Finally, a move to a larger club will reduce the weight on his shoulders. Contrary to popular opinion, Spurs are by no means a ‘one-man club’ but there’s no getting around the fact that by scoring nine game-winning goals he handed his club an additional 18 points, the difference between finishing 5th and 8th. He simply can’t be expected to duplicate that feat next year. And, if surrounded by the world-class players of Barca, Madrid or Munich, he won’t be expected to do so.

What a relief that could be.

Charity match raised significant money for Hurricane Harvey victims

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On Saturday night, a charity soccer match in Houston, Texas helped raise money for those affected by Hurricane Harvey.

[ MORE: Liverpool batters Bournemouth to go fourth ]

The “Kick in for Houston” game was organized by former Houston Dynamo and U.S. Men’s National Team midfielder Stu Holden — now an analyst for Fox Sports 1. Holden served as one of the team captains, while former NBA star Steve Nash captained the other team.

In total, Holden’s event raised over $239,000 for hurricane relief funds, per the event’s website.

Saturday’s match featured several other notable celebrities and current, as well as, former soccer player, like Landon Donovan, Clint Dempsey, Brian McBride, Mia Hamm and U.S. Soccer presidential candidate Kyle Martino.

The game — which was an 8 vs. 8 fixture — finished 12-12 at BBVA Compass Stadium.

Holden spoke after the match about the overall success of the event, and the sort of impact it had for the Texas community.

“Amazing,” Holden said after the game. “If I pictured three months ago after I sent that tweet that this was going to be the turnout… everybody that came, all the athletes, all the people in the crowd, all the work that’s gone on behind the scenes, I can promise you it’s a lot more than it seems.

“I’m caught up in the middle of all this, but I thought this was an amazing, amazing night, and I hope to do another of these in the future.”

Additionally, Holden and Co. will be auctioning off game-worn kits from Saturday’s game to also benefit hurricane victims.

Rooney says Man City have work to do be better than ’08 Man United

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Perhaps it’s the bias talking from the former Red Devils star, but Wayne Rooney doesn’t believe the Premier League leaders have surpassed one of his ex-squads.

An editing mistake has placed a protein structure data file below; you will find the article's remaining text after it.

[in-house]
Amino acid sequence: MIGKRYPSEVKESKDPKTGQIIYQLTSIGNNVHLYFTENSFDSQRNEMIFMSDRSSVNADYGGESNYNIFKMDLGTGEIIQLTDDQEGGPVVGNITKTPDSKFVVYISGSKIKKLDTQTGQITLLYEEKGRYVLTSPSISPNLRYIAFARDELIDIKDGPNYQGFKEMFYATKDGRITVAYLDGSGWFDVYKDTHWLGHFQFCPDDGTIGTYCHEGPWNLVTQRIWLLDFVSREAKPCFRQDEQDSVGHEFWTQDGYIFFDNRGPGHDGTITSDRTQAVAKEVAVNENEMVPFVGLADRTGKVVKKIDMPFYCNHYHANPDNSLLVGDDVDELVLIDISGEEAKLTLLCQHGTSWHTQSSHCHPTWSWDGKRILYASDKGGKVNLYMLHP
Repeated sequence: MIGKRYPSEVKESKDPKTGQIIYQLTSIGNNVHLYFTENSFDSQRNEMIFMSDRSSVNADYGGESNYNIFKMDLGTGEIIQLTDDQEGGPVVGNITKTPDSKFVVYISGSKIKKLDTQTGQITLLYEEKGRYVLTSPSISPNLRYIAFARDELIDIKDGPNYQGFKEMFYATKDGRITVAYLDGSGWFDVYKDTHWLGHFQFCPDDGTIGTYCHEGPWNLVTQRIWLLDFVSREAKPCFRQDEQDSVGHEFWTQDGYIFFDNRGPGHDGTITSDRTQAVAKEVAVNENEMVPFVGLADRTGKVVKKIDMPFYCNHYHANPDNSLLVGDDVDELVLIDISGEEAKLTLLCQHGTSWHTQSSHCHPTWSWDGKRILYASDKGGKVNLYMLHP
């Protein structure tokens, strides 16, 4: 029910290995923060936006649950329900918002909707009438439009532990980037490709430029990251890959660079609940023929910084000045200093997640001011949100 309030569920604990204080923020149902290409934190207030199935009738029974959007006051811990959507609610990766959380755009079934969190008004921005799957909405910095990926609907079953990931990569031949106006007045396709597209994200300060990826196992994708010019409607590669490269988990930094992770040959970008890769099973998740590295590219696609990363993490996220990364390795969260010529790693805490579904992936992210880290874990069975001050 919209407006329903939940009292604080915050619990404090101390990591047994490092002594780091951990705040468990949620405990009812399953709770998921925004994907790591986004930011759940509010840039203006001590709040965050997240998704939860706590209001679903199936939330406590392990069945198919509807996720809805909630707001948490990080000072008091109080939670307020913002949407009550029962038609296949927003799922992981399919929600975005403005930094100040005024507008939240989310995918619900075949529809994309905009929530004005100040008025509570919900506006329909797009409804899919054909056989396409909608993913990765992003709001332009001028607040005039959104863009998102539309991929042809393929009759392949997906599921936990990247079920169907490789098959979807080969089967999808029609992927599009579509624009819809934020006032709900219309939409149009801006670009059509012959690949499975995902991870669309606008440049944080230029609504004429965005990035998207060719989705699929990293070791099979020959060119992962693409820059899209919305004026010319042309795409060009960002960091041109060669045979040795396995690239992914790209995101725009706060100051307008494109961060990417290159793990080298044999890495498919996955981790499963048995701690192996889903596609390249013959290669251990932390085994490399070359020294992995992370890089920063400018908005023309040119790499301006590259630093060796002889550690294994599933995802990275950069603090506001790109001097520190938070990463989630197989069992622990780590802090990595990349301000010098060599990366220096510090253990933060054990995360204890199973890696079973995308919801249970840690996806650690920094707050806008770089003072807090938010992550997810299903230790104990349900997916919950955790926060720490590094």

[ MORE: Liverpool smashes Cherries to go fourth ]

Despite Manchester City’s amazing unbeaten start over the club’s opening 18 matches, Rooney says his former rivals aren’t quite yet better than his 2008 Manchester United team that went on to beat Chelsea in the Champions League final.

“I’m not sure they [City] are quite there. They would have to keep going and do a lot more,” Rooney told TalkSPORT. “There have been so many great teams throughout the years in the Premier League. This City team needs to win trophies and needs to do it for a longer period to be in that bracket.

“The best ever? I would go with the Man United team from 2008!”

Only one Premier league side has ever finished a season undefeated in league play, which was accomplished by “The Invincibles” of Arsenal from the 2003/04 campaign.

With Man City nearly halfway to that feat, and accumulating 52 points through the first four-plus months of the domestic season, Pep Guardiola and Co. appear on track to track to break several records.

[ MORE: Making sense of the PL table in Man City’s world ]

However, Rooney says the balance of competitions and a tricky fixture schedule over the holiday window will make staying unbeaten an impossible task for the Cityzens.

“I don’t think they can go unbeaten,” he added. “They have done incredibly well with the run they have been on, but the Premier League is so difficult, especially now with this Christmas period coming up.

“I know they have a huge squad, a great squad of players. But there are so many top teams. I think in previous years it has been two teams and you went in knowing you would win most of the other games.